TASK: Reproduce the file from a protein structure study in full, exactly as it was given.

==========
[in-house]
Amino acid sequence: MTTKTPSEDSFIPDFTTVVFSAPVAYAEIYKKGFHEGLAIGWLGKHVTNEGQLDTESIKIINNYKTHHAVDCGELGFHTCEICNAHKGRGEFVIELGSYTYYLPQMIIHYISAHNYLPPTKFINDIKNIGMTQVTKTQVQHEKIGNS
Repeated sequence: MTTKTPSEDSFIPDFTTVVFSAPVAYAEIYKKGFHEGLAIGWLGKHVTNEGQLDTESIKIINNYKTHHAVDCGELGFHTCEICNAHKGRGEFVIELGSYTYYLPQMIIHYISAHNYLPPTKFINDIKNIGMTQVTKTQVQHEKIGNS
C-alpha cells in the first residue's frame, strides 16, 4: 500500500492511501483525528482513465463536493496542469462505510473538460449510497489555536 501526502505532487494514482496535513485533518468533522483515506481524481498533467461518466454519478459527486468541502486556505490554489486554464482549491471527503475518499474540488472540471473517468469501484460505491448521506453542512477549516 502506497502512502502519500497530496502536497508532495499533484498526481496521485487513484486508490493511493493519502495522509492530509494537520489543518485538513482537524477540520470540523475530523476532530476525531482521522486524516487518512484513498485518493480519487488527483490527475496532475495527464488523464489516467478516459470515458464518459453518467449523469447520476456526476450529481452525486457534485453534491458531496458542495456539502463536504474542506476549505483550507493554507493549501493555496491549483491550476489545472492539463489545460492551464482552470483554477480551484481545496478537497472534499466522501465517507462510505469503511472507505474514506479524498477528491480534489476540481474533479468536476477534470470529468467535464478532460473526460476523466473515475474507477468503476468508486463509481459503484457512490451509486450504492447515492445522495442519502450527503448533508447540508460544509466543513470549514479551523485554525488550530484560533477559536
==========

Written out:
[in-house]
Amino acid sequence: MTTKTPSEDSFIPDFTTVVFSAPVAYAEIYKKGFHEGLAIGWLGKHVTNEGQLDTESIKIINNYKTHHAVDCGELGFHTCEICNAHKGRGEFVIELGSYTYYLPQMIIHYISAHNYLPPTKFINDIKNIGMTQVTKTQVQHEKIGNS
Repeated sequence: MTTKTPSEDSFIPDFTTVVFSAPVAYAEIYKKGFHEGLAIGWLGKHVTNEGQLDTESIKIINNYKTHHAVDCGELGFHTCEICNAHKGRGEFVIELGSYTYYLPQMIIHYISAHNYLPPTKFINDIKNIGMTQVTKTQVQHEKIGNS
C-alpha cells in the first residue's frame, strides 16, 4: 500500500492511501483525528482513465463536493496542469462505510473538460449510497489555536 501526502505532487494514482496535513485533518468533522483515506481524481498533467461518466454519478459527486468541502486556505490554489486554464482549491471527503475518499474540488472540471473517468469501484460505491448521506453542512477549516 502506497502512502502519500497530496502536497508532495499533484498526481496521485487513484486508490493511493493519502495522509492530509494537520489543518485538513482537524477540520470540523475530523476532530476525531482521522486524516487518512484513498485518493480519487488527483490527475496532475495527464488523464489516467478516459470515458464518459453518467449523469447520476456526476450529481452525486457534485453534491458531496458542495456539502463536504474542506476549505483550507493554507493549501493555496491549483491550476489545472492539463489545460492551464482552470483554477480551484481545496478537497472534499466522501465517507462510505469503511472507505474514506479524498477528491480534489476540481474533479468536476477534470470529468467535464478532460473526460476523466473515475474507477468503476468508486463509481459503484457512490451509486450504492447515492445522495442519502450527503448533508447540508460544509466543513470549514479551523485554525488550530484560533477559536